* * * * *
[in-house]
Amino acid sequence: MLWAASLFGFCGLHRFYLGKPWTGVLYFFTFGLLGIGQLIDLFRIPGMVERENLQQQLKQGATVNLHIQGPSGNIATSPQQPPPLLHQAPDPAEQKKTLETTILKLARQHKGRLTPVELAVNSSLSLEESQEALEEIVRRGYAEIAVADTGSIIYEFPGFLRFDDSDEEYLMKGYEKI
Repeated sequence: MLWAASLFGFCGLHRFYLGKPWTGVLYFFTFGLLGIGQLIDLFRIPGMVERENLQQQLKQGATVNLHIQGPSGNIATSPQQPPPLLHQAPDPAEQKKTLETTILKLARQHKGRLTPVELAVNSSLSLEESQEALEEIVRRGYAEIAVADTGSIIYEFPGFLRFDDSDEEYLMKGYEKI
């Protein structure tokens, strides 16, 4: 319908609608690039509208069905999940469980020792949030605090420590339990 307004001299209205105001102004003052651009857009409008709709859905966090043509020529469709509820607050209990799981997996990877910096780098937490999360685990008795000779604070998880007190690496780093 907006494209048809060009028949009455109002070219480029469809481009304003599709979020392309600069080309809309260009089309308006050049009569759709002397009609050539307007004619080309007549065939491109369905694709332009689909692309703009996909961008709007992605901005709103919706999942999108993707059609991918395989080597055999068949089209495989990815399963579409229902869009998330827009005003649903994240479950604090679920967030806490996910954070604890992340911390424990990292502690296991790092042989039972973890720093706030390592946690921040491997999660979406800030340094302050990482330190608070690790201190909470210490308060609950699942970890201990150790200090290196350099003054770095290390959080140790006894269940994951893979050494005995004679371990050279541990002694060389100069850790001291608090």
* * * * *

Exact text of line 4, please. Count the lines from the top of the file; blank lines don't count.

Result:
């Protein structure tokens, strides 16, 4: 319908609608690039509208069905999940469980020792949030605090420590339990 307004001299209205105001102004003052651009857009409008709709859905966090043509020529469709509820607050209990799981997996990877910096780098937490999360685990008795000779604070998880007190690496780093 907006494209048809060009028949009455109002070219480029469809481009304003599709979020392309600069080309809309260009089309308006050049009569759709002397009609050539307007004619080309007549065939491109369905694709332009689909692309703009996909961008709007992605901005709103919706999942999108993707059609991918395989080597055999068949089209495989990815399963579409229902869009998330827009005003649903994240479950604090679920967030806490996910954070604890992340911390424990990292502690296991790092042989039972973890720093706030390592946690921040491997999660979406800030340094302050990482330190608070690790201190909470210490308060609950699942970890201990150790200090290196350099003054770095290390959080140790006894269940994951893979050494005995004679371990050279541990002694060389100069850790001291608090």